For the last few years, the trend has been towards themed games, that play out a storyline, but this year there was a noticeable tilt back to pure strategy and abstract games.
Following this trend, a few bold British games inventors who had not only the vision to manufacture and market their own creations, but also the bravery to take a stand at Essen, therefore made a strong impression.
Pinpoint, by Oliver Cockell, is a beautifully made strategy game suitable for 2, 3 or 4 players of all ages. The rules are assimilated in seconds and the game involves placing four different coloured capsules into slots in a sturdy plastic board. You score points by forming lines and patterns - the longer or larger they are, the more you score. Price around pounds 25, from Just Games and other games shops.
Fibonacci, from Tom Naylor, is a head to head game of pure skill, incorporating a set of very unusual piece movements, which should appeal to the serious games strategist. Around pounds 20, from Just Games, Harrods and others.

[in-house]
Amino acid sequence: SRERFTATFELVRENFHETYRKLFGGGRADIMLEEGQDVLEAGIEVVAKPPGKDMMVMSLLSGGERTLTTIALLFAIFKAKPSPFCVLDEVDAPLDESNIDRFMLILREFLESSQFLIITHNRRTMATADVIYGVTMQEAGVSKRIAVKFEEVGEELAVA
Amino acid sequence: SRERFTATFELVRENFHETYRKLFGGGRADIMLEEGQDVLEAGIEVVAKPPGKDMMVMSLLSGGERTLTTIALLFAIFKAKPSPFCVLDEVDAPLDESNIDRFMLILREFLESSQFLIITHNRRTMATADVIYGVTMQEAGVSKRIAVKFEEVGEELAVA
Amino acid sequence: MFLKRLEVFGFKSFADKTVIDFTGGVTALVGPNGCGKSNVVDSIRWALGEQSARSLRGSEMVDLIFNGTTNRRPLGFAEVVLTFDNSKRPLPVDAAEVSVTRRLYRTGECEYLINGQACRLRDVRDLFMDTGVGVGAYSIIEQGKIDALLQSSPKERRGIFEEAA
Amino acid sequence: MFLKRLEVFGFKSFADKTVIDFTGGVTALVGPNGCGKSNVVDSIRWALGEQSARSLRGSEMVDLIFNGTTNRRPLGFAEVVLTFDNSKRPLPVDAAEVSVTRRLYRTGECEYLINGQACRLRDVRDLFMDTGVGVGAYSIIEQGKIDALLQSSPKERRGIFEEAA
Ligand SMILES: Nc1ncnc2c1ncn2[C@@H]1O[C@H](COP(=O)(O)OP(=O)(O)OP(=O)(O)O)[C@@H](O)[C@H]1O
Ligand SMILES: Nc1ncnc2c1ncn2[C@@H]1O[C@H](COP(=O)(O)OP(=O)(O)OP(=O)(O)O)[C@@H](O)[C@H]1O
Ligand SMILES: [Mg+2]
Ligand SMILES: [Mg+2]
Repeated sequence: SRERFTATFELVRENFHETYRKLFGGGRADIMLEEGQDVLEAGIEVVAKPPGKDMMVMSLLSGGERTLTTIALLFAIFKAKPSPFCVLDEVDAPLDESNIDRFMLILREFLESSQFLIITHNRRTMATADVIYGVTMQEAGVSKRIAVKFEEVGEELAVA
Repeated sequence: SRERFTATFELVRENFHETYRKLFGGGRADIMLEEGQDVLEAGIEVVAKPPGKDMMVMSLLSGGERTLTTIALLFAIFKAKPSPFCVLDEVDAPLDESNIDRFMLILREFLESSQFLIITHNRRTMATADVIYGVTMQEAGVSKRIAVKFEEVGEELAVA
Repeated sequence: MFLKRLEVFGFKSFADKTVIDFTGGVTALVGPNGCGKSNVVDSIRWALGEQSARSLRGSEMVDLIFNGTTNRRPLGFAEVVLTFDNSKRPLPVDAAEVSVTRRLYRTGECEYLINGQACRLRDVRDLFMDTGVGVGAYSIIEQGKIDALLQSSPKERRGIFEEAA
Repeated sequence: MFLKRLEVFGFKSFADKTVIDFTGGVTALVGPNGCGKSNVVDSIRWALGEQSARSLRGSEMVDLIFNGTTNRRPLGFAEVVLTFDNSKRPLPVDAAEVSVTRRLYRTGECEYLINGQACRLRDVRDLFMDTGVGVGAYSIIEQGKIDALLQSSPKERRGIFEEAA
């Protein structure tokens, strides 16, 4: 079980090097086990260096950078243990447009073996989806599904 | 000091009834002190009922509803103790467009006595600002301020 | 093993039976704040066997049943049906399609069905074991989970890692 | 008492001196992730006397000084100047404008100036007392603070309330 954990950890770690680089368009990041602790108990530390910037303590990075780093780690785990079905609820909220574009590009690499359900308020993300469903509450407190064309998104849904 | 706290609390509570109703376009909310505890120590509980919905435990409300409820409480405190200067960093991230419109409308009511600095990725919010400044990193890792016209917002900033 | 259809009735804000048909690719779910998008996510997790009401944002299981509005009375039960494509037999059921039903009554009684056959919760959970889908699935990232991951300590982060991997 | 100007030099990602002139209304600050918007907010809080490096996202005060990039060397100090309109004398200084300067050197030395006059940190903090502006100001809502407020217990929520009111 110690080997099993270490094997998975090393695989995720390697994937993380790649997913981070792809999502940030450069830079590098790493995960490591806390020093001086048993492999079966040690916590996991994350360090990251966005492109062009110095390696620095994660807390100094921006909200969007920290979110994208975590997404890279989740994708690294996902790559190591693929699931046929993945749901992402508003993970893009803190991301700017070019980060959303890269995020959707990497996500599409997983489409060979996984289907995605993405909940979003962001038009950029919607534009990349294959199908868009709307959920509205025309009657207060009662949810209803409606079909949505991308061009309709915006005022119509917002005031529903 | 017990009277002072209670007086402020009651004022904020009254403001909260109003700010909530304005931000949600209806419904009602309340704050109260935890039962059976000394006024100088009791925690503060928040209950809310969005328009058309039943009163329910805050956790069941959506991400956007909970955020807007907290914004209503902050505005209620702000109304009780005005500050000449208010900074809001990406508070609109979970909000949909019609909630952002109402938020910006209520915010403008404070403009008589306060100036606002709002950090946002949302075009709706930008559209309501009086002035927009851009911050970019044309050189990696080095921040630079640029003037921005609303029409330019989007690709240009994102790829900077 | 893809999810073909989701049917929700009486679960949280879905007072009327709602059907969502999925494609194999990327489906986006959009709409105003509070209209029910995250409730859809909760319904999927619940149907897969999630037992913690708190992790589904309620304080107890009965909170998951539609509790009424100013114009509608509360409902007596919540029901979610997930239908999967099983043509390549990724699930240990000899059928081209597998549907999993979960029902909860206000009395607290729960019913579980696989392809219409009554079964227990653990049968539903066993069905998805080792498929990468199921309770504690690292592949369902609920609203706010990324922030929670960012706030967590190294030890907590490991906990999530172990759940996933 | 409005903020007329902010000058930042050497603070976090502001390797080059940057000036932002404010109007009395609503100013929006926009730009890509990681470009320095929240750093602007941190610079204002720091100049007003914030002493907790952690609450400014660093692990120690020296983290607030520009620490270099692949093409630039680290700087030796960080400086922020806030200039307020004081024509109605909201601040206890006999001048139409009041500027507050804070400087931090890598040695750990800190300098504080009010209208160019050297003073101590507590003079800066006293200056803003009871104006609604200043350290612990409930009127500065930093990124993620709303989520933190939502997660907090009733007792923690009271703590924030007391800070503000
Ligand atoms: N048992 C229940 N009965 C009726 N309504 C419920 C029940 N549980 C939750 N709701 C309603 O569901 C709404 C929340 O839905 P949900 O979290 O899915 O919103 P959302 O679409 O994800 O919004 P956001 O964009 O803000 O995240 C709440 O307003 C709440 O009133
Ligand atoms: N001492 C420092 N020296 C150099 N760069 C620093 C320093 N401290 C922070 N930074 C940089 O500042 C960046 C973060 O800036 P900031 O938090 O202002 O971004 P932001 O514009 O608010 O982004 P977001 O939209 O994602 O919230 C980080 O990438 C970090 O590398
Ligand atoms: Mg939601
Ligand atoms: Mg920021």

Chamelequin, by Richard Breese, can be played by 2,3 or 4, and uses a colourful squared board on which pieces move to capture their opponents - but their movement is determined by the colours of the collars collected by the playing pieces, which change constantly. pounds 15 from Just Games.
Elevation, from David Royffe, is played on a carved wooden board, using 15 spheres in each of two colours, which build into a pyramid as the game progresses. The player who places the final ball atop the pyramid is the winner. The two rules are understood in seconds and this brilliant strategy game has the added advantage of being a beautiful room adornment when not in play.
If you want a set of Elevation, the only place to find one is at Covent Garden market, in London, on Saturdays. But hurry - these original sets will not be available for much longer. David Royffe has just signed a worldwide licensing contract and Elevation looks set to be the next major games success